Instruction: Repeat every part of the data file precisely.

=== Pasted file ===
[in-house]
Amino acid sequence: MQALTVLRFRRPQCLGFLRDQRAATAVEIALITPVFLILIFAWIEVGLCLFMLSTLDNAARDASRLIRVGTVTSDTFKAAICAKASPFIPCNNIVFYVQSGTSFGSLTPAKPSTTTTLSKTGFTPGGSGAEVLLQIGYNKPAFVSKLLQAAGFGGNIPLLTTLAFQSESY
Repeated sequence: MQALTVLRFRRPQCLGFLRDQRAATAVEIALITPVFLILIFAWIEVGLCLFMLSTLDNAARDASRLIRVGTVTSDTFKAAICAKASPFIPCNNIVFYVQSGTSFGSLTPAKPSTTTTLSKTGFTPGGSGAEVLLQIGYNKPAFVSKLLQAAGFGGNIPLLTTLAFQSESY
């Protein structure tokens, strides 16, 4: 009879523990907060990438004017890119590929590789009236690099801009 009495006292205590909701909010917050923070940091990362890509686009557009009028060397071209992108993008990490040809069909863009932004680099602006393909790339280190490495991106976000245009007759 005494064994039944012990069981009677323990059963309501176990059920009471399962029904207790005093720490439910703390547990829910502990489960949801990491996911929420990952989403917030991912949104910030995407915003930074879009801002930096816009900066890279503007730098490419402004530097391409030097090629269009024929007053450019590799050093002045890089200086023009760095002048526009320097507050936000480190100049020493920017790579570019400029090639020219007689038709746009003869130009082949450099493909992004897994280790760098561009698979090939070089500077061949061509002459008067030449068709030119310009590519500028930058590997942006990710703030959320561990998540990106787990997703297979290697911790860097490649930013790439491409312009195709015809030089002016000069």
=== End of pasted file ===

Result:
[in-house]
Amino acid sequence: MQALTVLRFRRPQCLGFLRDQRAATAVEIALITPVFLILIFAWIEVGLCLFMLSTLDNAARDASRLIRVGTVTSDTFKAAICAKASPFIPCNNIVFYVQSGTSFGSLTPAKPSTTTTLSKTGFTPGGSGAEVLLQIGYNKPAFVSKLLQAAGFGGNIPLLTTLAFQSESY
Repeated sequence: MQALTVLRFRRPQCLGFLRDQRAATAVEIALITPVFLILIFAWIEVGLCLFMLSTLDNAARDASRLIRVGTVTSDTFKAAICAKASPFIPCNNIVFYVQSGTSFGSLTPAKPSTTTTLSKTGFTPGGSGAEVLLQIGYNKPAFVSKLLQAAGFGGNIPLLTTLAFQSESY
């Protein structure tokens, strides 16, 4: 009879523990907060990438004017890119590929590789009236690099801009 009495006292205590909701909010917050923070940091990362890509686009557009009028060397071209992108993008990490040809069909863009932004680099602006393909790339280190490495991106976000245009007759 005494064994039944012990069981009677323990059963309501176990059920009471399962029904207790005093720490439910703390547990829910502990489960949801990491996911929420990952989403917030991912949104910030995407915003930074879009801002930096816009900066890279503007730098490419402004530097391409030097090629269009024929007053450019590799050093002045890089200086023009760095002048526009320097507050936000480190100049020493920017790579570019400029090639020219007689038709746009003869130009082949450099493909992004897994280790760098561009698979090939070089500077061949061509002459008067030449068709030119310009590519500028930058590997942006990710703030959320561990998540990106787990997703297979290697911790860097490649930013790439491409312009195709015809030089002016000069």